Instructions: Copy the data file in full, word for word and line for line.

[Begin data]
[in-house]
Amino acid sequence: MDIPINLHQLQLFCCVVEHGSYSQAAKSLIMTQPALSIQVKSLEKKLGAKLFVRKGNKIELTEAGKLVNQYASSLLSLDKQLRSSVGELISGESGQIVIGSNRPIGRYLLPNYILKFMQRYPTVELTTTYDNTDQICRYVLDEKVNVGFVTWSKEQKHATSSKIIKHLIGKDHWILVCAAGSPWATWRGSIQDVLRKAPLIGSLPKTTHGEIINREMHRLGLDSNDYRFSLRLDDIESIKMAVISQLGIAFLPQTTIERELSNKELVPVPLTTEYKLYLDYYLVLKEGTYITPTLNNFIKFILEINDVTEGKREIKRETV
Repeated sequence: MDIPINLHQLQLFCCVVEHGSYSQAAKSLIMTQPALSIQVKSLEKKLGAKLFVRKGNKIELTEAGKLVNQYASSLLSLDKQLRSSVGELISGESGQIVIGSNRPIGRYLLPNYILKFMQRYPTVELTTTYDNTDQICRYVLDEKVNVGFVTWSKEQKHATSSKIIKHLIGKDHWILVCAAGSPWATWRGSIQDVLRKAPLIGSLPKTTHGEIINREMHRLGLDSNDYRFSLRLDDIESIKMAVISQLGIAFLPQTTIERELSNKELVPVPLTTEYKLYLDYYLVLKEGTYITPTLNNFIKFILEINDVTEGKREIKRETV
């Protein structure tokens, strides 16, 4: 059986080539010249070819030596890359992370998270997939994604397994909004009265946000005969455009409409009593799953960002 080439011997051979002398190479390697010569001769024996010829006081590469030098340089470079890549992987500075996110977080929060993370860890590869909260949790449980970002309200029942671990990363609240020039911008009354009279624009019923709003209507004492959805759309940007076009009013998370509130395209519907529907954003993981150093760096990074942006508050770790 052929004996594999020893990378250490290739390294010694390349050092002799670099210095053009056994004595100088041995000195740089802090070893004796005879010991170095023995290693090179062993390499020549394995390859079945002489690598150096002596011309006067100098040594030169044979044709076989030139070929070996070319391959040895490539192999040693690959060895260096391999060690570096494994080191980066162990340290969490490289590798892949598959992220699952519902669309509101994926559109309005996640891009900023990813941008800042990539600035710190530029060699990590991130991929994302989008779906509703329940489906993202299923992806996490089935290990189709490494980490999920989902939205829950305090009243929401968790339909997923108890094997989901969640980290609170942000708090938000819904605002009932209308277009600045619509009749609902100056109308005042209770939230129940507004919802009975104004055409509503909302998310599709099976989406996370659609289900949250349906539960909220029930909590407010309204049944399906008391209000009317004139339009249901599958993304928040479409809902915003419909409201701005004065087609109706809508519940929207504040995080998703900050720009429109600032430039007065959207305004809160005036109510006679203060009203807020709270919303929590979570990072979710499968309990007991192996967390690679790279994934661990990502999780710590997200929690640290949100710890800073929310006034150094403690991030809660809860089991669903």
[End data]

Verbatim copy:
[in-house]
Amino acid sequence: MDIPINLHQLQLFCCVVEHGSYSQAAKSLIMTQPALSIQVKSLEKKLGAKLFVRKGNKIELTEAGKLVNQYASSLLSLDKQLRSSVGELISGESGQIVIGSNRPIGRYLLPNYILKFMQRYPTVELTTTYDNTDQICRYVLDEKVNVGFVTWSKEQKHATSSKIIKHLIGKDHWILVCAAGSPWATWRGSIQDVLRKAPLIGSLPKTTHGEIINREMHRLGLDSNDYRFSLRLDDIESIKMAVISQLGIAFLPQTTIERELSNKELVPVPLTTEYKLYLDYYLVLKEGTYITPTLNNFIKFILEINDVTEGKREIKRETV
Repeated sequence: MDIPINLHQLQLFCCVVEHGSYSQAAKSLIMTQPALSIQVKSLEKKLGAKLFVRKGNKIELTEAGKLVNQYASSLLSLDKQLRSSVGELISGESGQIVIGSNRPIGRYLLPNYILKFMQRYPTVELTTTYDNTDQICRYVLDEKVNVGFVTWSKEQKHATSSKIIKHLIGKDHWILVCAAGSPWATWRGSIQDVLRKAPLIGSLPKTTHGEIINREMHRLGLDSNDYRFSLRLDDIESIKMAVISQLGIAFLPQTTIERELSNKELVPVPLTTEYKLYLDYYLVLKEGTYITPTLNNFIKFILEINDVTEGKREIKRETV
């Protein structure tokens, strides 16, 4: 059986080539010249070819030596890359992370998270997939994604397994909004009265946000005969455009409409009593799953960002 080439011997051979002398190479390697010569001769024996010829006081590469030098340089470079890549992987500075996110977080929060993370860890590869909260949790449980970002309200029942671990990363609240020039911008009354009279624009019923709003209507004492959805759309940007076009009013998370509130395209519907529907954003993981150093760096990074942006508050770790 052929004996594999020893990378250490290739390294010694390349050092002799670099210095053009056994004595100088041995000195740089802090070893004796005879010991170095023995290693090179062993390499020549394995390859079945002489690598150096002596011309006067100098040594030169044979044709076989030139070929070996070319391959040895490539192999040693690959060895260096391999060690570096494994080191980066162990340290969490490289590798892949598959992220699952519902669309509101994926559109309005996640891009900023990813941008800042990539600035710190530029060699990590991130991929994302989008779906509703329940489906993202299923992806996490089935290990189709490494980490999920989902939205829950305090009243929401968790339909997923108890094997989901969640980290609170942000708090938000819904605002009932209308277009600045619509009749609902100056109308005042209770939230129940507004919802009975104004055409509503909302998310599709099976989406996370659609289900949250349906539960909220029930909590407010309204049944399906008391209000009317004139339009249901599958993304928040479409809902915003419909409201701005004065087609109706809508519940929207504040995080998703900050720009429109600032430039007065959207305004809160005036109510006679203060009203807020709270919303929590979570990072979710499968309990007991192996967390690679790279994934661990990502999780710590997200929690640290949100710890800073929310006034150094403690991030809660809860089991669903």